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Push To Walk


Push To Walk: 15 Years Strong

Push To Walk: 15 Years Strong

Seventeen years ago, Darren, a college-bound high school hockey player and ski racer, dove off a boat into shallow water at the New Jersey shore. That dive resulted in a C5 spinal cord injury and Darren’s subsequent paralysis. It also inspired Darren and his mother, Cynthia Templeton, to establish a dedicated exercise facility for the paralysis community.

Darren and his mother celebrating the 15th anniversary of Push to Walk
This month, they are celebrating the achievement of that vision — the 15th anniversary of Push to Walk, a specially equipped nonprofit gym in Oakland that offers individualized workouts and resources to people with spinal cord injuries and other forms of paralysis.
A motivating environment

“Fifteen years ago, I never imagined the widespread need for places like Push to Walk,” emphasized Cynthia during a recent discussion about the history of the nonprofit.

“Since then, I have discovered that there are many people like Darren who experienced a traumatic injury and were in search of supportive environments where they could build their strength and work towards their personal goals — whether it’s standing up, taking that first step, handling household tasks, or developing the confidence to become as independent as possible.”

Expanding paralysis community

According to the National Spinal Cord Injury (SCI) Statistical Center there are about 18,000 new spinal cord injuries a year and the Center for Disease Control reports that another 1.5 million Americans sustain a traumatic brain injury (TBI) each year. As a result of these injuries and the increasing number of people with other diseases that result in mobility impairments, the paralysis community in America is expanding.

“We need to recognize that these are people who could be your neighbors, your child’s classmate, or someone’s mom, dad or grandparent. They deserve our support,” Cynthia pointed out, adding, “At Push to Walk, we are dedicated to helping these individuals improve the quality of their lives.”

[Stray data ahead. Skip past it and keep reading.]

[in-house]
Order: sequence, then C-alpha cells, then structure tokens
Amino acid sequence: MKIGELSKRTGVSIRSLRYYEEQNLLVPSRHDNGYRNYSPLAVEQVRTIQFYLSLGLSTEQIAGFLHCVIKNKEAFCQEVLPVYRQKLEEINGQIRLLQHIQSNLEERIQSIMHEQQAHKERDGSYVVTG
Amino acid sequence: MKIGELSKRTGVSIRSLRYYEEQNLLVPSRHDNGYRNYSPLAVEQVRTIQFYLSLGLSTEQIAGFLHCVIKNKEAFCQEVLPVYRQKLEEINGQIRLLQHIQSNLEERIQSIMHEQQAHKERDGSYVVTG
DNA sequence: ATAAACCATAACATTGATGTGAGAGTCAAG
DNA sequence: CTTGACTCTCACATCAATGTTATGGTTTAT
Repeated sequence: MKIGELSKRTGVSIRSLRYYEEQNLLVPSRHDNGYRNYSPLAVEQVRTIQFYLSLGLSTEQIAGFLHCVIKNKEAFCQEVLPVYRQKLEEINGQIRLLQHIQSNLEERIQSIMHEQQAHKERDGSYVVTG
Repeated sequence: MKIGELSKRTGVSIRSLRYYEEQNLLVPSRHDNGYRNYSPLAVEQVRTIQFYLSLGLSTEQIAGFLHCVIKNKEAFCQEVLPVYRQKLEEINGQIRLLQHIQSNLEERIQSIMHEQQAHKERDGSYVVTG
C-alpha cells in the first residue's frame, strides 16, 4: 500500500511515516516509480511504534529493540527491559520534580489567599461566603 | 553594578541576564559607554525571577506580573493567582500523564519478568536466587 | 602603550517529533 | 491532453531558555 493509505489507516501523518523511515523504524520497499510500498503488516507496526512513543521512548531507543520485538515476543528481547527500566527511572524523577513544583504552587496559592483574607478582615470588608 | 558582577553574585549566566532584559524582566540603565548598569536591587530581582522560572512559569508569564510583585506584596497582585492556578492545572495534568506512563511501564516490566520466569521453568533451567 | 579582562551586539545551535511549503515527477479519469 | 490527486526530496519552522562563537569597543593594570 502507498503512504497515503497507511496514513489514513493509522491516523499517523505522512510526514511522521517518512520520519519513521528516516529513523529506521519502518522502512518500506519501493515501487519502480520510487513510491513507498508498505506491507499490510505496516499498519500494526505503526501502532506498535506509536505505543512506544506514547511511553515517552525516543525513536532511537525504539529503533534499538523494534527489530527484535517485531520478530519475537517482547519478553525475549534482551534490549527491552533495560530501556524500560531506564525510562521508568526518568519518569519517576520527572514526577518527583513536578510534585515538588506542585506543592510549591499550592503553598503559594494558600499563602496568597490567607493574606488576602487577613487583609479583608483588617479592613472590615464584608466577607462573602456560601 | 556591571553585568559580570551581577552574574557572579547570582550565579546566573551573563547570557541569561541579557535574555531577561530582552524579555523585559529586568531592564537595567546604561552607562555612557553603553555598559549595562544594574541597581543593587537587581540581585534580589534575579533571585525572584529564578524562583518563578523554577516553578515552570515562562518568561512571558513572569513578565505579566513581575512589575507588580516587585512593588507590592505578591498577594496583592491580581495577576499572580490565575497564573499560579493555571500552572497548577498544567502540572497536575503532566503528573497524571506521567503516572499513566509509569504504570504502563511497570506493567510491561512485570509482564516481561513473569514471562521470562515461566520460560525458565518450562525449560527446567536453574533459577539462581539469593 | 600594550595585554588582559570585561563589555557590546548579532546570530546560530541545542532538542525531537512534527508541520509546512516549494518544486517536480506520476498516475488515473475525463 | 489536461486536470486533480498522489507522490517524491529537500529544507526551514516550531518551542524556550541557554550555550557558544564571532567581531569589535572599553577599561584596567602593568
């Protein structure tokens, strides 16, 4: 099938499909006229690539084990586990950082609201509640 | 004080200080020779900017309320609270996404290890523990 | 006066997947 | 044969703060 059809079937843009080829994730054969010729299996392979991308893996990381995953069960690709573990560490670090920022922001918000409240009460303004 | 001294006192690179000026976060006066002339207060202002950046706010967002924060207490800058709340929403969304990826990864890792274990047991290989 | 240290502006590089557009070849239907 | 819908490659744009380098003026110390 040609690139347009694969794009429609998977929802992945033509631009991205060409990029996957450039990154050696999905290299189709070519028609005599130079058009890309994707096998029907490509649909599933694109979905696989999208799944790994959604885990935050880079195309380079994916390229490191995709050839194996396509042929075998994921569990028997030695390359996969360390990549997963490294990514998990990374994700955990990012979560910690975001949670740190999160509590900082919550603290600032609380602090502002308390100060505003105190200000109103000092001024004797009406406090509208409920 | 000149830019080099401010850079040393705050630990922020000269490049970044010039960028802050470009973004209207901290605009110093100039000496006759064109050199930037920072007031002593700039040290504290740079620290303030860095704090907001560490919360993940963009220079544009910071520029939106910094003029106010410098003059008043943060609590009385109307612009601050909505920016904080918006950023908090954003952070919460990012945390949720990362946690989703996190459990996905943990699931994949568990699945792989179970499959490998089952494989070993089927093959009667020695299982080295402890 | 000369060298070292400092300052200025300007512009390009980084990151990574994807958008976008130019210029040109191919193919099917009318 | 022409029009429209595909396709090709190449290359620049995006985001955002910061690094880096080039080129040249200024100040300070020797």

Personalized, compassionate training

Since opening its doors on January 15, 2007, PTW has provided personal training to hundreds of individuals who have SCIs, TBIs or paralysis as a result of a traumatic incident, stroke, or chronic conditions such as Multiple Sclerosis and Cerebral Palsy.

I’ve met the PTW trainers and seen them in action and can tell you that they have extraordinary skill and heart. So, too, does the PTW leadership. Cynthia has personally counseled hundreds of family members when someone they loved became paralyzed, and Executive Director Vivian Kiggins continues to strengthen PTW services by seeking the funding to ensure that clients have access to the equipment and resources they need to reach their goals.

Building communities, fostering wellness

Anniversaries are not simply about looking back, but about looking forward. So, what’s ahead for PTW in 2022? The nonprofit, under Vivian’s direction, will strive to —
Promote fitness and wellness within the paralysis and SCI communities;
Share stories and achievements of paralyzed and mobility-challenged individuals;
Raise funds to help subsidize the cost of training at PTW for financially challenged individuals;
Collaborate with other organizations to better serve SCI and TBI communities and others who are mobility impaired.

“If there is anything I have learned over the past 15 years, it is that you can’t be a one-person team,” Cynthia emphasized to me, adding “Both Darren and I have benefitted enormously from the support and counsel of others who sustained SCIs, their families and the medical professionals who worked with them, particularly the leaders and staff at the Kessler Institute for Rehabilitation in West Orange, Helen Hayes Hospital in Haverstraw and the Burke Rehabilitation Hospital in White Plains. We plan to continue our close working relationship with these organizations during the anniversary year.”

Fifteen years since its founding, Push to Walk continues to push ahead its outreach and service to the paralysis community. It is remarkably unwavering in its commitment. That in itself is worth celebrating.

Contributed by Helene Kennedy, former PTW Board Member and Chair of its Marketing and Communications Committee